Professor Aleksandra Filipovska PhD


Laboratory Head, Professor Aleksandra FilipovskaMitochondrial Medicine and Biology
E:   aleksandra.filipovska@uwa.edu.au
T:   +61 8 6151 0736

Profile

Aleksandra Filipovska received her PhD in 2002 from the University of Otago, New Zealand. From 2003-2005 she was a NZ Foundation for Research, Science and Technology Fellow at the MRC Mitochondrial Biology Unit in Cambridge, the United Kingdom. In 2006 she relocated to Australia as a NHMRC Howard Florey Fellow and established her research group at the Harry Perkins Institute for Medical Research. She was an Australian Research Council Future Fellow from 2009 to 2014 and currently she is a NHMRC Senior Research Fellow and Research Professor at The University of Western Australia. Her research interests are in the regulation of mitochondrial gene expression by RNA-binding proteins in health and disease. In addition her research group uses next generation technologies to identify pathogenic mutations in mitochondrial genes that cause mitochondrial disease in genetically isolated populations.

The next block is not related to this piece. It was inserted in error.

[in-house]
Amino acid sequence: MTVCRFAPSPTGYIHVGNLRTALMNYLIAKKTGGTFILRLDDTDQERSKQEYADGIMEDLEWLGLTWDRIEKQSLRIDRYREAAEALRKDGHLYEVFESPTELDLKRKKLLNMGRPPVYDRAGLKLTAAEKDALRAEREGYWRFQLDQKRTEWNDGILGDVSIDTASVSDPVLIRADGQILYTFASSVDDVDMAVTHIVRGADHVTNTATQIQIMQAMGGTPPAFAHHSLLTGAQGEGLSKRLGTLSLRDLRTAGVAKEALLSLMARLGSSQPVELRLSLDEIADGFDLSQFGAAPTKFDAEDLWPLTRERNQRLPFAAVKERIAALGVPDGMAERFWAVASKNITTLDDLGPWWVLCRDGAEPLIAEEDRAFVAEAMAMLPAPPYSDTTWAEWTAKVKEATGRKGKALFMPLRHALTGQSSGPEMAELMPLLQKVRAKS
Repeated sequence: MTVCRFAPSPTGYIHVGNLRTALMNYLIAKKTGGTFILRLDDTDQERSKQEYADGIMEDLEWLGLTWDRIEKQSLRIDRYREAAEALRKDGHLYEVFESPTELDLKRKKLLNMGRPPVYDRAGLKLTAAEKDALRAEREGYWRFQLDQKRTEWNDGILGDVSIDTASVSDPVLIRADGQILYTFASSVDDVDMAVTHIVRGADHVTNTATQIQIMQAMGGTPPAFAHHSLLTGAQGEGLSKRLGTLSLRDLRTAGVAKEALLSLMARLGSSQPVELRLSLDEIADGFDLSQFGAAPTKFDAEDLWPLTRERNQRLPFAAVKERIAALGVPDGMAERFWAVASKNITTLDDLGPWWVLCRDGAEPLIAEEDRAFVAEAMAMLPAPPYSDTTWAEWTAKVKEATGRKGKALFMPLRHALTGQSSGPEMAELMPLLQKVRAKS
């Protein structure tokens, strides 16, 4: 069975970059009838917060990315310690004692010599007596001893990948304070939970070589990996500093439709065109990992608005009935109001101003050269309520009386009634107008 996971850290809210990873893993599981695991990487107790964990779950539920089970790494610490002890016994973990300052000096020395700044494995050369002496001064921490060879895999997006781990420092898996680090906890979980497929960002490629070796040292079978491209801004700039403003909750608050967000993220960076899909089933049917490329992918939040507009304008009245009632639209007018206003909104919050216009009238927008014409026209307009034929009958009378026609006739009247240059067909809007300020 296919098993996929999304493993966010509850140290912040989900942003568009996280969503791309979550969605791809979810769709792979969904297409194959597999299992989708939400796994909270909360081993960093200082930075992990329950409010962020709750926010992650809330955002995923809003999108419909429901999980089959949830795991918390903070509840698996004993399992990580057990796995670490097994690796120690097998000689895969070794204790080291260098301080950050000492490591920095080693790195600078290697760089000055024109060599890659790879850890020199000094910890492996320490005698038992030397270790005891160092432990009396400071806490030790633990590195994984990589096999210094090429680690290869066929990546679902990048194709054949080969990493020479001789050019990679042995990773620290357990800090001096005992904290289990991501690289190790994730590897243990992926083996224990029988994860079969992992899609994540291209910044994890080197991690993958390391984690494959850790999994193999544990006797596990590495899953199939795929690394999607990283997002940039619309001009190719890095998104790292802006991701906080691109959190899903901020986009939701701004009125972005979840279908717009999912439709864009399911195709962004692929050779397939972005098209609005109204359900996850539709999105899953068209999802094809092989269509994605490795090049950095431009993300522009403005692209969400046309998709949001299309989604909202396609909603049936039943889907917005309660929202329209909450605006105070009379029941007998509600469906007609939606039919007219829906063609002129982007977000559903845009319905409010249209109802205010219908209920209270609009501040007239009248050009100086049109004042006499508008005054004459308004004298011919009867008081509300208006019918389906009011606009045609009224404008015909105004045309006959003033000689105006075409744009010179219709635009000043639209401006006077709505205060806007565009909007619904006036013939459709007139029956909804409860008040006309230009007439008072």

Research overview - mitochondria and their role in health and disease
Mitochondria are microscopic, energy producing machines that are found in all human cells. Mitochondria are essential for the normal function and survival of all eukaryotic cells. Mitochondria contain a small set of genes that must work properly to make the energy our bodies require for health. Given their central role in providing energy for cells it is not surprising that mitochondrial dysfunction is involved in neurodegenerative disorders, diabetes, and cancer. Despite their importance the regulation of gene expression in mammalian mitochondria remains poorly understood. Defects in the expression of mitochondrial genes cause debilitating diseases for which there are no cures currently. We investigate RNA-binding proteins that regulate the stability, expression and translation of mitochondrial genes. We investigate the genetic causes of diseases caused by mitochondrial dysfunction and analyse the molecular mechanisms that cause pathology in the diseases. As well as unraveling the mysteries of mitochondrial genetics and biology we are interested in the development of gene therapy approaches and therapeutics to combat mitochondrial dysfunction in disease.